The American With Disabilities Act (ADA) is the law.
Reasonable accommodations are disabled people’s rights, including when interacting with the police.
San Francisco police force has training on how to interact with disabled people. This includes respect and de-escalation.
Disabled people are more likely to be killed by law enforcement than non-disabled people.
Disabled people of color are more likely to be killed by law enforcement than white disabled people.
Interactions between a disabled person and a police officer can quickly escalate to tragedy if a reasonable accommodation, our right under the ADA, is not observed. This reasonable accommodation requires the police officers to request and wait for a trained person to arrive and apply the crises intervention training, bringing the situation to a peaceful solution.
Disabled people are in disadvantage when it comes to our Fourth Amendment rights. We can be searched without warrant if it is deemed that we are experiencing a mental health crisis, and if we are said to be a risk to ourselves or to others. This is an exception to the rights guaranteed to us under the ADA. This gives the police the right to search us, enter our private homes and rooms without a warrant, if they consider that there is an imminent danger.
When police are trained in crisis intervention, we are safer.
I want to continue to believe that this is also the goal of the police.
Why is the San Francisco Police Department fighting, and asking the Supreme Court, to end the protections we have against abuse, harm, injury and even death, in moments when we most need to trust them?
In 2008, police shot Teresa Sheehan five time after her caseworker sought assistance in getting her to the hospital for treatment.
Ms. Sheehan is only one of hundreds of people with psychiatric disabilities who police shot, instead of getting to treatment.
Ms. Sheehan is one of few, however, who sued. She argued:
Police officers knew she was in crisis.
Police officers were trained in what to do.
They ignored the training and entered her room twice – the second time by force, shouting with guns drawn.
The disability community is asking the San Francisco Police Department (SFPD) to withdraw its appeal to the Supreme Court and accept the decision to the Appeals Court that ruled that the officers violated Ms. Sheehan’s rights. They should have waited for the back up they had already called. There was no imminent risk to anyone.
When the officers forced their way in Ms. Sheehan’s room that second time, they escalated the situation and Ms. Sheehan felt threatened. This is a violation of her right to “reasonable accommodation” under the ADA.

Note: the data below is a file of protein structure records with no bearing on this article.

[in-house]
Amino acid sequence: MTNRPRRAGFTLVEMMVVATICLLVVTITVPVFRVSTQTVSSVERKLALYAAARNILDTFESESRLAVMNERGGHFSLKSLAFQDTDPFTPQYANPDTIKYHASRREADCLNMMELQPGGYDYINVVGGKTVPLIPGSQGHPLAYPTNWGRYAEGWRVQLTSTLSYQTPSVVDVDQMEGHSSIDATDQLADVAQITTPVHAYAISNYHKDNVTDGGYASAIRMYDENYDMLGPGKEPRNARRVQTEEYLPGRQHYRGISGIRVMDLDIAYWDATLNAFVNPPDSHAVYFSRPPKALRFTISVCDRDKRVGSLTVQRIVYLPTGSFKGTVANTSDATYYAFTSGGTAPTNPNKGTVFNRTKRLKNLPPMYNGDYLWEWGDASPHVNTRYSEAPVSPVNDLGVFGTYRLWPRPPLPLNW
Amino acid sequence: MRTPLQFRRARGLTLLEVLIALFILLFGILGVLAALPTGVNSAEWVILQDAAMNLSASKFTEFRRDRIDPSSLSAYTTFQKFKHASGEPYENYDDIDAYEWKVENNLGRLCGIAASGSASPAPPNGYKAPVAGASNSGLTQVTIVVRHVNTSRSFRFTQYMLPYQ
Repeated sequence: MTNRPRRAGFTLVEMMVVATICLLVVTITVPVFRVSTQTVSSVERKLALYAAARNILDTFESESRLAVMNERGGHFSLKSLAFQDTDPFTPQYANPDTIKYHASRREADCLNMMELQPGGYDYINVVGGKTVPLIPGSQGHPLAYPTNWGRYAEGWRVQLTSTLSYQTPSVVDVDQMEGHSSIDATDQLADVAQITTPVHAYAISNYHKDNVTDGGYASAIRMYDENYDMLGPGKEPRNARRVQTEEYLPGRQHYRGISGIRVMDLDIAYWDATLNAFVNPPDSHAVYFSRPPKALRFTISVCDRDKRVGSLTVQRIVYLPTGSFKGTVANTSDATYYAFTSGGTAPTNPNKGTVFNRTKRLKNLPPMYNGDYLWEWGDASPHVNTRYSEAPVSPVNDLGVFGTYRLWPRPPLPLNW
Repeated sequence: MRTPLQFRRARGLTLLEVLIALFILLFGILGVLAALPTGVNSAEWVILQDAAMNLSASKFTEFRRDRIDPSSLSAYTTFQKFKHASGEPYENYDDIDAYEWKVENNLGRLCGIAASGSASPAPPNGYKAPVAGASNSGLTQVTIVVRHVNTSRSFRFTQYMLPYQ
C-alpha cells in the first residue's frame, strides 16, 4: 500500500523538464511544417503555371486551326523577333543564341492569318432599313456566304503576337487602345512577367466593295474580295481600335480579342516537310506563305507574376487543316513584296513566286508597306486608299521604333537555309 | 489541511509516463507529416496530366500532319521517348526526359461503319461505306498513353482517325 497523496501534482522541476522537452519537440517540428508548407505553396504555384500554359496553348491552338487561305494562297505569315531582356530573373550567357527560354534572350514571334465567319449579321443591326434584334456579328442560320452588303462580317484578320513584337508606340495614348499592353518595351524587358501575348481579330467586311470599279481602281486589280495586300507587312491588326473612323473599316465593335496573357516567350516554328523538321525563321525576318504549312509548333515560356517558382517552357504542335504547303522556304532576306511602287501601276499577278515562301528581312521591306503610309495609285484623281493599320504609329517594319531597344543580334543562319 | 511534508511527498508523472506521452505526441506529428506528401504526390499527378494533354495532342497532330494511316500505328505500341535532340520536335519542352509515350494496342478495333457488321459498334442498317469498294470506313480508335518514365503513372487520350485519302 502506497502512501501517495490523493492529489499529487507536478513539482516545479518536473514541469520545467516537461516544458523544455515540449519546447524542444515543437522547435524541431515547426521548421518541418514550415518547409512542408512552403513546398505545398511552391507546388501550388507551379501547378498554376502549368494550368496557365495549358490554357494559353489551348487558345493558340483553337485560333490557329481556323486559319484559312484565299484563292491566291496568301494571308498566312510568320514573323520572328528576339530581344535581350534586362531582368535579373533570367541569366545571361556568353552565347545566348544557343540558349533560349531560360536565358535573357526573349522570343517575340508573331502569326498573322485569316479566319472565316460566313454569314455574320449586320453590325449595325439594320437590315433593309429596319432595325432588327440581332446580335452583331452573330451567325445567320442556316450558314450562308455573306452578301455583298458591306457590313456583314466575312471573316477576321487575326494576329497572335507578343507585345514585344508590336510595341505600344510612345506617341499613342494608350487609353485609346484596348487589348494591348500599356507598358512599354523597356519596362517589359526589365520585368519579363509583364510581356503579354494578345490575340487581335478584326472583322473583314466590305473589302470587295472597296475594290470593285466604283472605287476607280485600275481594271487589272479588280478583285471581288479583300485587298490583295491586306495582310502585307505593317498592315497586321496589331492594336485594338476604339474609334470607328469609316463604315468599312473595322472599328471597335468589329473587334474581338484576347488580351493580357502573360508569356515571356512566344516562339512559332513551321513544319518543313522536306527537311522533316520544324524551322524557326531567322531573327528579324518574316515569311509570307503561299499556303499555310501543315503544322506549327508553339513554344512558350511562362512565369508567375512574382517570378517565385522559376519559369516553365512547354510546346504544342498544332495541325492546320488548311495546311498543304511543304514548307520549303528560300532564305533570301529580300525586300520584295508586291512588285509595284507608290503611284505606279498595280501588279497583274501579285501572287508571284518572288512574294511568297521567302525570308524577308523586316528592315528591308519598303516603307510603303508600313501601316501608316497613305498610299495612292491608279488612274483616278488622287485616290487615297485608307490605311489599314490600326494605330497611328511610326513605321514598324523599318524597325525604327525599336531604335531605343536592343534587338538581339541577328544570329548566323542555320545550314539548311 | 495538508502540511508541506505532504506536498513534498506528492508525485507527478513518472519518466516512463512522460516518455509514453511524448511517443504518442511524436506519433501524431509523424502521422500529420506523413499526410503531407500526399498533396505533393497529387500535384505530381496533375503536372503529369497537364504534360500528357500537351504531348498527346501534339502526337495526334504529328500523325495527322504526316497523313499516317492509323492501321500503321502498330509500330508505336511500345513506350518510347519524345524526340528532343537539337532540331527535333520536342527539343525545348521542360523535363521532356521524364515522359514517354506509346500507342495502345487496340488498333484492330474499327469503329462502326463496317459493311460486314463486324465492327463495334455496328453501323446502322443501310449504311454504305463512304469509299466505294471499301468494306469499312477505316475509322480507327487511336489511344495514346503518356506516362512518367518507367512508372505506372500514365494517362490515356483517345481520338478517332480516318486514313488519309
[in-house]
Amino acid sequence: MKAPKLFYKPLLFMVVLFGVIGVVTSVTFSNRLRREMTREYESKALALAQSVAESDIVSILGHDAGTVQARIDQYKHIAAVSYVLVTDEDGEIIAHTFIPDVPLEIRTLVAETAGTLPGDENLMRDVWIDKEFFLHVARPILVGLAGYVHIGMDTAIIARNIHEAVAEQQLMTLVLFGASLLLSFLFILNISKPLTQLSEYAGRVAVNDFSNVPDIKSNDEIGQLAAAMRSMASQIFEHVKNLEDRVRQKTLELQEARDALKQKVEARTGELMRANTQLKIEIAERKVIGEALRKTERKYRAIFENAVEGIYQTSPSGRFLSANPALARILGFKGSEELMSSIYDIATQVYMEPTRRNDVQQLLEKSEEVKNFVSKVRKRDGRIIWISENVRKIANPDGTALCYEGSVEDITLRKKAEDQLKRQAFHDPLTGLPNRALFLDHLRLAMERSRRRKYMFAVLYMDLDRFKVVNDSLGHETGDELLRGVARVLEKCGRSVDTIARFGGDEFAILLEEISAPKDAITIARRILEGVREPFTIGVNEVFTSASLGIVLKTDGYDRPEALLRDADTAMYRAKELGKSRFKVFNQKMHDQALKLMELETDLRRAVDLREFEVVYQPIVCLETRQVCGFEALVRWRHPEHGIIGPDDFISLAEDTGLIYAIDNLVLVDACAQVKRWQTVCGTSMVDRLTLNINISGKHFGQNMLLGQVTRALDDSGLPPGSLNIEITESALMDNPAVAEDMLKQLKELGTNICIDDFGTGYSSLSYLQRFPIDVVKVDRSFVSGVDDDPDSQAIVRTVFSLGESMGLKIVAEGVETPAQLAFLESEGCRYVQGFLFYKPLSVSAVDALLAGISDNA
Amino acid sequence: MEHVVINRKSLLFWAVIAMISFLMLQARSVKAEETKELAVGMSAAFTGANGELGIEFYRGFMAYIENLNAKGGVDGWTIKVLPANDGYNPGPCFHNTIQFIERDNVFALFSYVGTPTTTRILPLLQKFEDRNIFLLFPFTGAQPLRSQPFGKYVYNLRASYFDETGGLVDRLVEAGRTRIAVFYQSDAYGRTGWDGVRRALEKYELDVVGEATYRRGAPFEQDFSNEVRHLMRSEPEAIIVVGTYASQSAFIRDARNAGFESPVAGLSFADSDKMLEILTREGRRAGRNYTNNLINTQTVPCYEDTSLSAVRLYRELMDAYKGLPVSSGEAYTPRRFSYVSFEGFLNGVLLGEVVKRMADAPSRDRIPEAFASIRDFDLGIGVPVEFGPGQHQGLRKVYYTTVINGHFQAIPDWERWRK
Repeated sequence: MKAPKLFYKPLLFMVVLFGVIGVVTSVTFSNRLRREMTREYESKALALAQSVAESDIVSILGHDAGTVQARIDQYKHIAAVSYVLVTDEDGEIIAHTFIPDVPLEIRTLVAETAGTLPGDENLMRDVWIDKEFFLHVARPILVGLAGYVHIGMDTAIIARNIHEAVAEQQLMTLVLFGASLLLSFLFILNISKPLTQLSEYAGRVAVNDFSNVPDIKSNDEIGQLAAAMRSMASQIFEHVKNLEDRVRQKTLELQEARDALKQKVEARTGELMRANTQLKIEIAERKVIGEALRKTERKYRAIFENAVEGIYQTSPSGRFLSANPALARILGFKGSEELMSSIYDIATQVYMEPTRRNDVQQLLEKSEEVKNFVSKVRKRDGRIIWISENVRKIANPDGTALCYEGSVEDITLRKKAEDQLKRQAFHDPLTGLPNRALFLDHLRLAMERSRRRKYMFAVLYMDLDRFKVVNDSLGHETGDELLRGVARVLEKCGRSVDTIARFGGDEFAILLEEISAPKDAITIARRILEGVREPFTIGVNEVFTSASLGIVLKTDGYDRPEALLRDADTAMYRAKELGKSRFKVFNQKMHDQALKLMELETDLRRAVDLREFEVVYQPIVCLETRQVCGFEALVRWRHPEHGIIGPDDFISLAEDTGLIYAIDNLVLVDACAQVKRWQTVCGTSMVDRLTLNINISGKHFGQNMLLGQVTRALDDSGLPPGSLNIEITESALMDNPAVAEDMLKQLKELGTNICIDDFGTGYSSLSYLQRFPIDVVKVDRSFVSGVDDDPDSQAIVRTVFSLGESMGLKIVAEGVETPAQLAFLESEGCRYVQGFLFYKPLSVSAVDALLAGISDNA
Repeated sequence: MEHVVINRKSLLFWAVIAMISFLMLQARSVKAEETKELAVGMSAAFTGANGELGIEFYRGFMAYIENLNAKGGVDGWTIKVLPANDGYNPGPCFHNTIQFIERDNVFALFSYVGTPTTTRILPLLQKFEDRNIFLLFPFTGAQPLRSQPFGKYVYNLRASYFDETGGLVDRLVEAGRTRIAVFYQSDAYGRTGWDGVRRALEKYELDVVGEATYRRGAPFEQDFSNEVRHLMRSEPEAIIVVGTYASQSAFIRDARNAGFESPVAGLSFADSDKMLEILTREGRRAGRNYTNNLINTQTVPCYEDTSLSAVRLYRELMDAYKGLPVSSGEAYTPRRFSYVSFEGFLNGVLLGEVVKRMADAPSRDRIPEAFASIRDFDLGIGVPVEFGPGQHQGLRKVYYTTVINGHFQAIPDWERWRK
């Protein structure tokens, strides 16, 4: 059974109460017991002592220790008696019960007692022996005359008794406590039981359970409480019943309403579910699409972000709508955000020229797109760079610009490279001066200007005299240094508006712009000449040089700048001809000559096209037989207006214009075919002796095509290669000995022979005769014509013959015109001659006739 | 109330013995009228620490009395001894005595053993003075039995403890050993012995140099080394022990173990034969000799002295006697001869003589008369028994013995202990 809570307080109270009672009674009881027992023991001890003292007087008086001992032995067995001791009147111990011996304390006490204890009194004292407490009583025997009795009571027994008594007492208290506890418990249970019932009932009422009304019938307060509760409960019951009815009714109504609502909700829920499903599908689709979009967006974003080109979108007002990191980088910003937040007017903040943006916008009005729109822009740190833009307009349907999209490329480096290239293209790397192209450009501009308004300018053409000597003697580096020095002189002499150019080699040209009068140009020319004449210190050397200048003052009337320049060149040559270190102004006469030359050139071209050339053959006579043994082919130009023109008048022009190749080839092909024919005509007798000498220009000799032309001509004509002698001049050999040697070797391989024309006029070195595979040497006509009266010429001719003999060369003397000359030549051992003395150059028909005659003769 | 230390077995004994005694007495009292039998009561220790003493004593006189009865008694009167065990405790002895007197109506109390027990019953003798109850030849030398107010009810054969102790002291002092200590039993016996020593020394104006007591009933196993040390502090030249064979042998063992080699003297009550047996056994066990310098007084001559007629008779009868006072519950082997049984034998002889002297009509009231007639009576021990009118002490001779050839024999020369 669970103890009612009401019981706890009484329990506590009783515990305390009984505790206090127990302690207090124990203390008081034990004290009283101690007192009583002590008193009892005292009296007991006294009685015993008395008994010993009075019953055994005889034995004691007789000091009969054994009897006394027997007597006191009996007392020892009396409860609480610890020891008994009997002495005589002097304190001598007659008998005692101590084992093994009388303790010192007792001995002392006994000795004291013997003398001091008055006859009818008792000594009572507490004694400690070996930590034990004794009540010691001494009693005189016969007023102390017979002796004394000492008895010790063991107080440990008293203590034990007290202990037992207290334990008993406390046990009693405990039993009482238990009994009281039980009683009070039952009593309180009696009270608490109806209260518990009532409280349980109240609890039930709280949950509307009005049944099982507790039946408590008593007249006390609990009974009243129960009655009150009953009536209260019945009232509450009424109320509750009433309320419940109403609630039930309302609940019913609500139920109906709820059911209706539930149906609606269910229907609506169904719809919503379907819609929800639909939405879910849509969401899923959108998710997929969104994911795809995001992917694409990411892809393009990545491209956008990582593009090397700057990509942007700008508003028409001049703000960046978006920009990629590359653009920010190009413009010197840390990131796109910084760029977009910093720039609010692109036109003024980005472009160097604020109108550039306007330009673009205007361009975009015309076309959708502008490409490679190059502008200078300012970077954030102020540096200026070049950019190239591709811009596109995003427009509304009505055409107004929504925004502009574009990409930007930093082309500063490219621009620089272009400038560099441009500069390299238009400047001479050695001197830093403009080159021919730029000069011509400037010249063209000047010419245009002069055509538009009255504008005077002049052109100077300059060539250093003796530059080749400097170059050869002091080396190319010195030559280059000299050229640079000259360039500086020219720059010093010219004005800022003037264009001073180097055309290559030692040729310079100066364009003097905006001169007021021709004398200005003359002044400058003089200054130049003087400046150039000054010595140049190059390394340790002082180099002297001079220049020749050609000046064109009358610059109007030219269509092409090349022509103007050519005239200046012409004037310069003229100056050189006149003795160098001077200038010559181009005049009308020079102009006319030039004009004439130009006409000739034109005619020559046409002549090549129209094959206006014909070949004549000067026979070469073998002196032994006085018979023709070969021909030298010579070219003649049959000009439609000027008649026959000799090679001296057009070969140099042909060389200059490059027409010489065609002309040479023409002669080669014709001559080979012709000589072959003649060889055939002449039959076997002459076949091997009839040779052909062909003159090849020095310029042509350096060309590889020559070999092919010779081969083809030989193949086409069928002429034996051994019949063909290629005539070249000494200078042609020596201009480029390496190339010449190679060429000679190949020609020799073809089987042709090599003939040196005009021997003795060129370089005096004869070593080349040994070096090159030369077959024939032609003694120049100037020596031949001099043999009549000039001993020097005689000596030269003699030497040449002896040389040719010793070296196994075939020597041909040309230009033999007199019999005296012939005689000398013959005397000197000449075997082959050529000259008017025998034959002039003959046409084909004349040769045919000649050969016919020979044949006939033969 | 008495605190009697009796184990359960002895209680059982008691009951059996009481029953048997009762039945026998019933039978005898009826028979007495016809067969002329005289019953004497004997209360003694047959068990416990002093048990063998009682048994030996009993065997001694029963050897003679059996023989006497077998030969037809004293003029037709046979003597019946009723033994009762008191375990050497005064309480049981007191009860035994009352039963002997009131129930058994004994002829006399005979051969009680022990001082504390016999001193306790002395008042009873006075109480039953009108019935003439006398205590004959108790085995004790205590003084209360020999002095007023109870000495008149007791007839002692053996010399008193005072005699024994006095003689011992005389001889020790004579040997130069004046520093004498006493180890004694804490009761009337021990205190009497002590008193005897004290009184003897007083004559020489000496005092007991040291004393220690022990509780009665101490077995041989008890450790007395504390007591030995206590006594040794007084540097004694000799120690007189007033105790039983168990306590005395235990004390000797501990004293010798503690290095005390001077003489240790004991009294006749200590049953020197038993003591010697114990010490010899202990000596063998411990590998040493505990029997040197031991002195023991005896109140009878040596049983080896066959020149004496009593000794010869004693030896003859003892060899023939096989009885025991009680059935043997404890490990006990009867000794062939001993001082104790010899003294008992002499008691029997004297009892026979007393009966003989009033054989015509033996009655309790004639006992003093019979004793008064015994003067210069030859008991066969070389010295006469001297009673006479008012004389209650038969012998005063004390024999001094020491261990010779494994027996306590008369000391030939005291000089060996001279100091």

SFPD is appealing the Supreme Court of the United States. One of the questions to be argued is whether, under the ADA, police have an obligation to provide accommodations to someone with a mental disability.
San Francisco is arguing at the Supreme Court that police officers do not need to take a person’s disability into account when making an arrest.
If the Supreme Court decides in favor of the SFPD, which is very likely with this civil rights unfriendly Court, the practical implication is that every single disabled person becomes a second class citizen. There are several cases that resulted in violence and even death, because the police did not considered the disability of the victims. A decision in favor of the SFPD will make the situation worse and the Police Departments that want the Crisis Intervention Training will not be able to provide safe interactions with disabled people
That’s why we are asking to DROP the appeal, SETTLE the case and TRAIN the officers.
The police want training.
They should be “connecting respecting and protecting”, not commanding, advancing, hurting and killing.
Most people have heard of Michael Brown, Eric Garner and Tamir Rice. We know their stories and we must demand justice.
They died because they were black.
And remember these names, learn their stories:
They were disabled, most of them people of color, and they were killed by the police.
I am asking you to contact the Mayor of San Francisco and the City Attorney of San Francisco and ask them to drop the appeal. On Twitter, follow hashtag #CareNotKill, use the words “Drop, Settle + Train”